Two recent court rulings on special laws protecting women are significant. The Supreme Court issued a set of guidelines for arresting a husband and his relatives for cruelty against his wife, came with the aim of preventing the misuse of India’s anti-dowry law. Another ruling by the Delhi High Court called for the prosecution of a rape complainant if the accused was acquitted due to false evidence being submitted.
QUESTION: Is there a pushback against women-centric anti-dowry and anti-rape laws? We ask experts.
Battered bodies, bruised minds and scarred souls cannot be the foundation of Indian families — Vrinda Grover, lawyer
There has been a struggle for the last 30-40 years in the women’s movement for an acknowledgement of violence against women as a crime.
This did not come on its own. It came at a time when women were being burned to death and killed for dowry. What we are seeing today is that women are exercising their rights and asserting themselves.
In the category of accused, we have men from within the family and those belonging to all classes and walks of life, including those from influential groups.
Now, we see a tremor because traditionally Indian society is not accustomed to treating women as equal partners. Violence within families and in homes is seen as “wear and tear” of family, or is seen as ways in which a daughter-in-law is “moulded” into a new family.
We are also working against institutional prejudice in every component of the legal system — in investigative agencies and prosecution agencies.
It is not that an acquittal is necessarily a false case. An acquittal actually means that the legal system has failed her. She might have failed in the complete absence of an enabling environment.
In 498A cases, there could be a settlement reached outside the court. To interpret that there is no violence based on low conviction rates is totally erroneous.
Speaking of recourse, we have to simply keep fighting this. For instance, in a plea against anti-rape laws, I am representing a coalition of 17 women’s rights groups. I am sure many vested interests want to keep intact the male privilege and entitlement.
Battered bodies, bruised minds and scarred souls cannot be the foundation of Indian families. If that’s the foundation, it is unconstitutional and must go.
This is not a push-back but an urgently required course correction in easy-to-abuse draconian laws — Madhu Kishwar, Founder, Manushi
This is not a push-back against women-centric laws; rather an urgently required course correction in easy-to-abuse draconian laws enacted under the pretence of strengthening women’s rights.
I was the lone voice to critique these laws while they were being enacted. I knew they would create more problems than they solved. While providing legal aid at Manushi to victimized individuals and families, I published several articles to show how the laws are abused and misused, but provide very little help to genuine victims of rape or domestic abuse.
The laws against rape, dowry and domestic violence are clumsy and define the supposed “crime” loosely. They have given a go-by to the core value of democratic jurisprudence that a person is assumed innocent unless proven guilty and instead put the burden of proof on the accused.
A mere allegation or trumped-up charges by a woman is enough to send the accused, and families under the 498A anti-dowry law, to jail even before investigation and trial. Countless cases of misuse forced the Supreme Court to call for corrective action.
In the rape law, with the minimum sentence of 7 years, which I have challenged through a PIL, even corroborative evidence is not required. A mere allegation by a woman that XYZ fondled her private parts or forced a kiss is treated as rape and arrests, jails a man without bail.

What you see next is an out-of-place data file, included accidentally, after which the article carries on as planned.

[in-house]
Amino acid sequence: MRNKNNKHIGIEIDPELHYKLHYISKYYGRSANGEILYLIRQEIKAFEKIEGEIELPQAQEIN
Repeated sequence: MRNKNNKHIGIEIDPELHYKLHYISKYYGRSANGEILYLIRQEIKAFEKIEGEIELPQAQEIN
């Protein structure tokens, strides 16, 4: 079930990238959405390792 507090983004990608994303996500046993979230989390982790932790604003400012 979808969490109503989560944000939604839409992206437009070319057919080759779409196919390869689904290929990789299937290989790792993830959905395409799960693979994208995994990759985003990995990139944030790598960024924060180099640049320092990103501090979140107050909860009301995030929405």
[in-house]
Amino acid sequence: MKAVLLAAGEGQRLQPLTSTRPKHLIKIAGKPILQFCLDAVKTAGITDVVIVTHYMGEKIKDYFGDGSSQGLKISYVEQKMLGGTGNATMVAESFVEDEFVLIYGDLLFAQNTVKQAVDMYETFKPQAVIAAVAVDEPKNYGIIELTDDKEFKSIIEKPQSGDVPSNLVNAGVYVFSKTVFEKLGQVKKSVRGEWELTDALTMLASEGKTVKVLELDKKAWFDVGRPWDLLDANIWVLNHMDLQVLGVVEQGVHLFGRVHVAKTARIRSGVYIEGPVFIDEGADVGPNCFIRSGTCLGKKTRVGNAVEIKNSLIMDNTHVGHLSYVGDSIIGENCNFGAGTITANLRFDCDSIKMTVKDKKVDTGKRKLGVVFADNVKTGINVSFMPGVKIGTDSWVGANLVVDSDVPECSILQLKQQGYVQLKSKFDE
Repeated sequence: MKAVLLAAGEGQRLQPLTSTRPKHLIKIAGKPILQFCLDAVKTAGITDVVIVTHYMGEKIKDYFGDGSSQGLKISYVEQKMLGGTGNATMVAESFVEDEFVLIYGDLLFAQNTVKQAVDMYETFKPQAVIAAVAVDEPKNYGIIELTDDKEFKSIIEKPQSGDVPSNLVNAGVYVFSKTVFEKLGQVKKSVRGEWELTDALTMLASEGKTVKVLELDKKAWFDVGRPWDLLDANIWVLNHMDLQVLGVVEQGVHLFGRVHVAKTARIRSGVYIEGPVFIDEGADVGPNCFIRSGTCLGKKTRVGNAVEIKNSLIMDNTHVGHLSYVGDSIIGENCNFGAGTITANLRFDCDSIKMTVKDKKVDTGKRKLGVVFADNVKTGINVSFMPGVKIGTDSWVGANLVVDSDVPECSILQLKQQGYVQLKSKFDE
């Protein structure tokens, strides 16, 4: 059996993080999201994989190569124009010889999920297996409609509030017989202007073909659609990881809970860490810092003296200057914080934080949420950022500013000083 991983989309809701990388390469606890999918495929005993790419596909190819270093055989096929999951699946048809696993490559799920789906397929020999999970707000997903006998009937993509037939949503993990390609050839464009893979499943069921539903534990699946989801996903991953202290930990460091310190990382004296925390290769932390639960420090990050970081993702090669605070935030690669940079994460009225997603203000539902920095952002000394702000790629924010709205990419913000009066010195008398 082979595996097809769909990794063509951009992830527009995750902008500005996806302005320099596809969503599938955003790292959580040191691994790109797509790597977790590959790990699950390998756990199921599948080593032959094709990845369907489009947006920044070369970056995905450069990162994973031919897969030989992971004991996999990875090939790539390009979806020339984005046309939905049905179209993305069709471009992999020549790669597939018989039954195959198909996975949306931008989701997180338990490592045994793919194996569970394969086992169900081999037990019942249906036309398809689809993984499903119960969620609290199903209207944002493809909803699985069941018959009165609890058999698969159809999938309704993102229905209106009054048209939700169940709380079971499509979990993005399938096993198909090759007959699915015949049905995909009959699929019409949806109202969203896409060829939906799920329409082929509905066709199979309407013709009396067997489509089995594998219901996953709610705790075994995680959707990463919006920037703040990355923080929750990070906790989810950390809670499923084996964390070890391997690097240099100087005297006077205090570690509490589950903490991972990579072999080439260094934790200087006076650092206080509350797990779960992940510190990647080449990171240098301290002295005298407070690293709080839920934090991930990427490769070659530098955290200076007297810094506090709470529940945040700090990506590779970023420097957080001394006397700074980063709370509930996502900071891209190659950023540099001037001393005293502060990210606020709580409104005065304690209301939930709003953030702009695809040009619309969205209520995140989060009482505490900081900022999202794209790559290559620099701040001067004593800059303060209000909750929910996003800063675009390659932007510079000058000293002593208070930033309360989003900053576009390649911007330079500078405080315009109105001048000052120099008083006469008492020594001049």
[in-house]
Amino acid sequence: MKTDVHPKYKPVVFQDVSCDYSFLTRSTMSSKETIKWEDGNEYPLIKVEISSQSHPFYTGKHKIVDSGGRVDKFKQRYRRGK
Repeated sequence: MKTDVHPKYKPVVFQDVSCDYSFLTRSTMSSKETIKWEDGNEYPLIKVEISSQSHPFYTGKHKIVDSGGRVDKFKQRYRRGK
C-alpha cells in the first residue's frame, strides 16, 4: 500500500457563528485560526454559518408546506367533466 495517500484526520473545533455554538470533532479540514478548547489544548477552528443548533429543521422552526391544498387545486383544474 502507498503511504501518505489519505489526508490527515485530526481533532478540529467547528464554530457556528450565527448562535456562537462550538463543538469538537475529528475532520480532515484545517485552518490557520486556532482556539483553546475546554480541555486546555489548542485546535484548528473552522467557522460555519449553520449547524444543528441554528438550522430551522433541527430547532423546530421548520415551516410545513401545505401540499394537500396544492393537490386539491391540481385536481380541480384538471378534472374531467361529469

in my considered view Mahmood Farooqui, the co-director of Peepli Live, has been in jail for years without getting bail because of a fraudulent charge alleging that he performed oral sex, which can’t be corroborated by medical or circumstantial evidence. Women have pressed false rape charges against their-live in partners or lovers to blackmail them into marriage; sex workers use it for extortion. Thousands of men have committed suicide after they and their families were arrested in false domestic violence cases.
The lunatic fringe of feminism, especially those from foreign-funded NGOs, gets away with pushing such draconian legislations.
In any case, these draconian & lawless laws have failed to curb crimes against women, especially brutal rapes. Therefore, a review & reframing is urgently needed.
The focus has shifted from addressing violence to saving families — Sarasu Esther Thomas, Professor of Law, National Law School of India University
It is tough to say if there is a pushback against women-centric laws from just two cases. What is observable from the recent 498A judgement is that the courts have fallen back on a particular trope — that of the ‘lying woman‘, who lies and misuses the law to her own advantage. Courts are taking a very paternalistic view of the ‘foolish woman who needs to be protected for her own good,’ and not break the family unnecessarily. This is evident in the 498-A case and in the Kerala High court case annulling a woman’s conversion and marriage saying that a 24-year old woman was weak and vulnerable and could not marry without the consent of her parents.
The focus invariably shifts from the victim seeking justice to the court’s view on how they regard domestic violence. A victims’ character is commonly called into question during hearings.
Data from the NCRB reveals that the percentage of crimes registered under section 498A have been reducing, which runs counter to the court’s contention of misuse.
It would be erroneous to assume that a victim withdraws a case simply because she was lying. It could be the result of the mental trauma due to victim-blaming, societal ostracization and long litigations.
The family welfare committee set up by the court to assess the case before an arrest shows how the judiciary has outsourced women-centric issues to a group of random individuals such as ‘retired persons and wives of working officers’ who are not qualified to make a decision on such a crucial matter. It is unconstitutional and violates the right of equality. This will discourage women from even complaining about domestic violence.